Effect of the Cyclobutane Cytidine Dimer On the Properties of Escherichia Coli DNA Photolyase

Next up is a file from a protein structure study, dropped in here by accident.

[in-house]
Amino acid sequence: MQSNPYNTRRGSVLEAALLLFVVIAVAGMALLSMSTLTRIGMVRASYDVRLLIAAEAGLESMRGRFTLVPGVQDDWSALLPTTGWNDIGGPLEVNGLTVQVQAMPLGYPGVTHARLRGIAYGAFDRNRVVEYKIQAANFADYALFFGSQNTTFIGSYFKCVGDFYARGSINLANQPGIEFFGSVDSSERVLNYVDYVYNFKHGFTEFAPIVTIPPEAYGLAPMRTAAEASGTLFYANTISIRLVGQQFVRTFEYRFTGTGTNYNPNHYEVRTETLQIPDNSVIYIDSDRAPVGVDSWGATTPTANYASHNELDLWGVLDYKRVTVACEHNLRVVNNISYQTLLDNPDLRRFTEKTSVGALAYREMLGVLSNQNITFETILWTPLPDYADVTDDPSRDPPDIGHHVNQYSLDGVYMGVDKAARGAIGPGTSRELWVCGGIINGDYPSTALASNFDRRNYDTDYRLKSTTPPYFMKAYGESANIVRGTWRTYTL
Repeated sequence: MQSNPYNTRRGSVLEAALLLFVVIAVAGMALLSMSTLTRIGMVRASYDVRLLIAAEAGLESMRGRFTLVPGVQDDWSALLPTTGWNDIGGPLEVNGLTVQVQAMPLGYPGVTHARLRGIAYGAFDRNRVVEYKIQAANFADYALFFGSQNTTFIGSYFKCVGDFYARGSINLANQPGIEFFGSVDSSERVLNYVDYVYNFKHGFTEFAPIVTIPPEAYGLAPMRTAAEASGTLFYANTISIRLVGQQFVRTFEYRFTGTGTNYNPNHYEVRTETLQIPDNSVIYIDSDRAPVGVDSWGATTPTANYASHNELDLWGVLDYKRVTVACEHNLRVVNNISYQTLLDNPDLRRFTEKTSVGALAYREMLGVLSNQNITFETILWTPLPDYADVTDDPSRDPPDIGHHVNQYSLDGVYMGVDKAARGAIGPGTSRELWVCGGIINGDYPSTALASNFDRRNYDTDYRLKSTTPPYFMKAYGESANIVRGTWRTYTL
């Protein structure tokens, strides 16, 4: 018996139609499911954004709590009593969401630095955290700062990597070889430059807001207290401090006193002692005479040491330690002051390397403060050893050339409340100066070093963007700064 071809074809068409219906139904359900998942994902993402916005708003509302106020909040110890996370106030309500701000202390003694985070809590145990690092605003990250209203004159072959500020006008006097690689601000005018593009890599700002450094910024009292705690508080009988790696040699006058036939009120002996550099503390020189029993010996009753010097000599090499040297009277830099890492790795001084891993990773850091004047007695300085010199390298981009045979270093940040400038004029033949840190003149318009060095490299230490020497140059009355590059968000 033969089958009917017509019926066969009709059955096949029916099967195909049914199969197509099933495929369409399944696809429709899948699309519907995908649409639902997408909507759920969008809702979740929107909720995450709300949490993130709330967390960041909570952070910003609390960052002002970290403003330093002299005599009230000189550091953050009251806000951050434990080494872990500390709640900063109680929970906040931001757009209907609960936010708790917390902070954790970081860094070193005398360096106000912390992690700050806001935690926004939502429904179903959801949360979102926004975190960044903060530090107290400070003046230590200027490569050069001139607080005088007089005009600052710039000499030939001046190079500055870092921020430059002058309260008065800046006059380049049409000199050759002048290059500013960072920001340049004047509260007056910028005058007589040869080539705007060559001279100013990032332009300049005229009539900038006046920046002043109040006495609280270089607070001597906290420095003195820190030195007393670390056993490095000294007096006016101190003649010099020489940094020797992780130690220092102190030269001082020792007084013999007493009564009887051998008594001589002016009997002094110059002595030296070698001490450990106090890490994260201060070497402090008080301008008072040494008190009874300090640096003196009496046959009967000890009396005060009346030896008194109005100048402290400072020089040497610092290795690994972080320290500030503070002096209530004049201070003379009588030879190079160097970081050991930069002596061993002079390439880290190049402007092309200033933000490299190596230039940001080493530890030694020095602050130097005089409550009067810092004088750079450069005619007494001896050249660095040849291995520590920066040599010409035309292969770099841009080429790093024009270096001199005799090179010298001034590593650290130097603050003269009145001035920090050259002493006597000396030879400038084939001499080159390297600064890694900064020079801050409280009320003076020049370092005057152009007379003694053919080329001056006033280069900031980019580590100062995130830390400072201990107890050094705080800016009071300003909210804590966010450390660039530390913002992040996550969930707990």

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Cyclobutane pyrimidine dimer (CPD) photolyases are structure specific DNA-repair enzymes that specialize in the repair of CPDs, the major photoproducts that are formed upon irradiation of DNA with ultraviolet light. The purified enzyme binds a flavin adenine dinucleotide (FAD), which is in the neutral radical semiquinone (FADḢ) form. The CPDs are repaired by a light-driven, electron transfer from the anionic hydroquinone (FADH -) singlet excited state to the CPD, which is followed by reductive cleavage of the cyclobutane ring and subsequent monomerization of the pyrimidine bases. CPDs formed between two adjacent thymidine bases (T<>T) are repaired with greater efficiency than those formed between two adjacent cytidine bases (C<>C). In this paper, we investigate the changes in Escherichia coli photolyase that are induced upon binding to DNA containing C<>C lesions using resonance Raman, UV-vis absorption, and transient absorption spectroscopies, spectroelectrochemistry, and computational chemistry. The binding of photolyase to a C<>C lesion modifies the energy levels of FADḢ, the rate of charge recombination between FADH and Trp 306 ̇, and protein-FADḢ interactions differently than binding to a T<>T lesion. However, the reduction potential of the FADH-/FADḢ couple is modified in the same way with both substrates. Our calculations show that the permanent electric dipole moment of C<>C is stronger (12.1 D) and oriented differently than that of T<>T (8.7 D). The possible role of the electric dipole moment of the CPD in modifying the physicochemical properties of photolyase as well as in affecting CPD repair will be discussed.



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